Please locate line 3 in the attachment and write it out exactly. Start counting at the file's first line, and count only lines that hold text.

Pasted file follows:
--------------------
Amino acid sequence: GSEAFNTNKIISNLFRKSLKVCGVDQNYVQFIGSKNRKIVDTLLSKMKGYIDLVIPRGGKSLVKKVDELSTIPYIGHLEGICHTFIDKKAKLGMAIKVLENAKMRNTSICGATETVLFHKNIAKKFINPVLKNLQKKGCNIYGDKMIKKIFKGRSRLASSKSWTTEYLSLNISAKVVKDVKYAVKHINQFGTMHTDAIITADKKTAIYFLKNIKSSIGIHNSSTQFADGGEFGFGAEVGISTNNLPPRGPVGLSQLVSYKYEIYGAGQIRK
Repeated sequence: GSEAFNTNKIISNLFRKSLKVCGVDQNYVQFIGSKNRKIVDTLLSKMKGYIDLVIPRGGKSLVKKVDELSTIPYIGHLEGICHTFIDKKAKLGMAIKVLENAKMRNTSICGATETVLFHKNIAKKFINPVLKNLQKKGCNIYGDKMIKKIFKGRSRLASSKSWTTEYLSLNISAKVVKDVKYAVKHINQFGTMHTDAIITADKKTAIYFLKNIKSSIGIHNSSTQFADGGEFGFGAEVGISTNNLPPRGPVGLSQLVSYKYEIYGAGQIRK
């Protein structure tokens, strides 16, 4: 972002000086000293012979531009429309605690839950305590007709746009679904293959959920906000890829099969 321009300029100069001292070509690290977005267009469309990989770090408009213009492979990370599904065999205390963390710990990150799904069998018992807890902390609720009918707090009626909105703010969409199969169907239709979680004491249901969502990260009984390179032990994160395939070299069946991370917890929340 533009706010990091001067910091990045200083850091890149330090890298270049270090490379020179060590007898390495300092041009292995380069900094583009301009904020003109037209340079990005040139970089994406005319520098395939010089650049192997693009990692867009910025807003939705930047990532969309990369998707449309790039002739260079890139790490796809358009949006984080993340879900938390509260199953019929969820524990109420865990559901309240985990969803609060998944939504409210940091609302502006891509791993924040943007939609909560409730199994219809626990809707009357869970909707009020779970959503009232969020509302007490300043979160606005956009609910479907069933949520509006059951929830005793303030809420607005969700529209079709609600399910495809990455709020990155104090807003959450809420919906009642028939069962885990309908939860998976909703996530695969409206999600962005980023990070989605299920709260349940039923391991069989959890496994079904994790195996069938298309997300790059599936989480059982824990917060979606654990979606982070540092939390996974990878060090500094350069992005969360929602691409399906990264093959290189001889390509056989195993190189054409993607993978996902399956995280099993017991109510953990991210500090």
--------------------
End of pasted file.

């Protein structure tokens, strides 16, 4: 972002000086000293012979531009429309605690839950305590007709746009679904293959959920906000890829099969 321009300029100069001292070509690290977005267009469309990989770090408009213009492979990370599904065999205390963390710990990150799904069998018992807890902390609720009918707090009626909105703010969409199969169907239709979680004491249901969502990260009984390179032990994160395939070299069946991370917890929340 533009706010990091001067910091990045200083850091890149330090890298270049270090490379020179060590007898390495300092041009292995380069900094583009301009904020003109037209340079990005040139970089994406005319520098395939010089650049192997693009990692867009910025807003939705930047990532969309990369998707449309790039002739260079890139790490796809358009949006984080993340879900938390509260199953019929969820524990109420865990559901309240985990969803609060998944939504409210940091609302502006891509791993924040943007939609909560409730199994219809626990809707009357869970909707009020779970959503009232969020509302007490300043979160606005956009609910479907069933949520509006059951929830005793303030809420607005969700529209079709609600399910495809990455709020990155104090807003959450809420919906009642028939069962885990309908939860998976909703996530695969409206999600962005980023990070989605299920709260349940039923391991069989959890496994079904994790195996069938298309997300790059599936989480059982824990917060979606654990979606982070540092939390996974990878060090500094350069992005969360929602691409399906990264093959290189001889390509056989195993190189054409993607993978996902399956995280099993017991109510953990991210500090």